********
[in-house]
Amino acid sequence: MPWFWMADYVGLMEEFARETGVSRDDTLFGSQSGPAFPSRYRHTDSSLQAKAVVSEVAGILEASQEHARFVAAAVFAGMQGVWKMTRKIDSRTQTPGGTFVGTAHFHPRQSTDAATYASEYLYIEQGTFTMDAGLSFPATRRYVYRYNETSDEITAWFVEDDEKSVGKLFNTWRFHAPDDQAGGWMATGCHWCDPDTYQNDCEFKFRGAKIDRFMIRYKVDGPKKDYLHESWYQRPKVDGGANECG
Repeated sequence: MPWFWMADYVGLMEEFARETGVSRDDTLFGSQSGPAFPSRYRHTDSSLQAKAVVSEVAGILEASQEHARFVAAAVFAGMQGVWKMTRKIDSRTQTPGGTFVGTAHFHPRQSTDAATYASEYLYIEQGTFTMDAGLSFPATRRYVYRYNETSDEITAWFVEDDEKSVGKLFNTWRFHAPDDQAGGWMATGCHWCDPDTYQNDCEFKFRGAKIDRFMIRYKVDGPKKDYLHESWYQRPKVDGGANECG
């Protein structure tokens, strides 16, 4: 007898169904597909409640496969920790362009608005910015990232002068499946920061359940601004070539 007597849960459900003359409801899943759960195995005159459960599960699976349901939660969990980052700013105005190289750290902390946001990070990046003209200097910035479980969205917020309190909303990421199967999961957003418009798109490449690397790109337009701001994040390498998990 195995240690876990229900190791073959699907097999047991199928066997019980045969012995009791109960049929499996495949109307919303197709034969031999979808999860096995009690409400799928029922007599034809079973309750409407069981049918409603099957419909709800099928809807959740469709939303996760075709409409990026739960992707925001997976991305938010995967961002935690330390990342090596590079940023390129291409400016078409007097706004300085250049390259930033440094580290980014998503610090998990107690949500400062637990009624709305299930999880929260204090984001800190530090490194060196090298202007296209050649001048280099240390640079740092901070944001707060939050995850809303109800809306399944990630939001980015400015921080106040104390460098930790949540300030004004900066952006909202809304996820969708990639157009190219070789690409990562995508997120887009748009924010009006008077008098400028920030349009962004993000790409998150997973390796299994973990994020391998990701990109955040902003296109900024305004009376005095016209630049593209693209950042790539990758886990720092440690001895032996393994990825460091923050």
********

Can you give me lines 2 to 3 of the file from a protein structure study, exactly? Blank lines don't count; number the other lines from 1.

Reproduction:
Amino acid sequence: MPWFWMADYVGLMEEFARETGVSRDDTLFGSQSGPAFPSRYRHTDSSLQAKAVVSEVAGILEASQEHARFVAAAVFAGMQGVWKMTRKIDSRTQTPGGTFVGTAHFHPRQSTDAATYASEYLYIEQGTFTMDAGLSFPATRRYVYRYNETSDEITAWFVEDDEKSVGKLFNTWRFHAPDDQAGGWMATGCHWCDPDTYQNDCEFKFRGAKIDRFMIRYKVDGPKKDYLHESWYQRPKVDGGANECG
Repeated sequence: MPWFWMADYVGLMEEFARETGVSRDDTLFGSQSGPAFPSRYRHTDSSLQAKAVVSEVAGILEASQEHARFVAAAVFAGMQGVWKMTRKIDSRTQTPGGTFVGTAHFHPRQSTDAATYASEYLYIEQGTFTMDAGLSFPATRRYVYRYNETSDEITAWFVEDDEKSVGKLFNTWRFHAPDDQAGGWMATGCHWCDPDTYQNDCEFKFRGAKIDRFMIRYKVDGPKKDYLHESWYQRPKVDGGANECG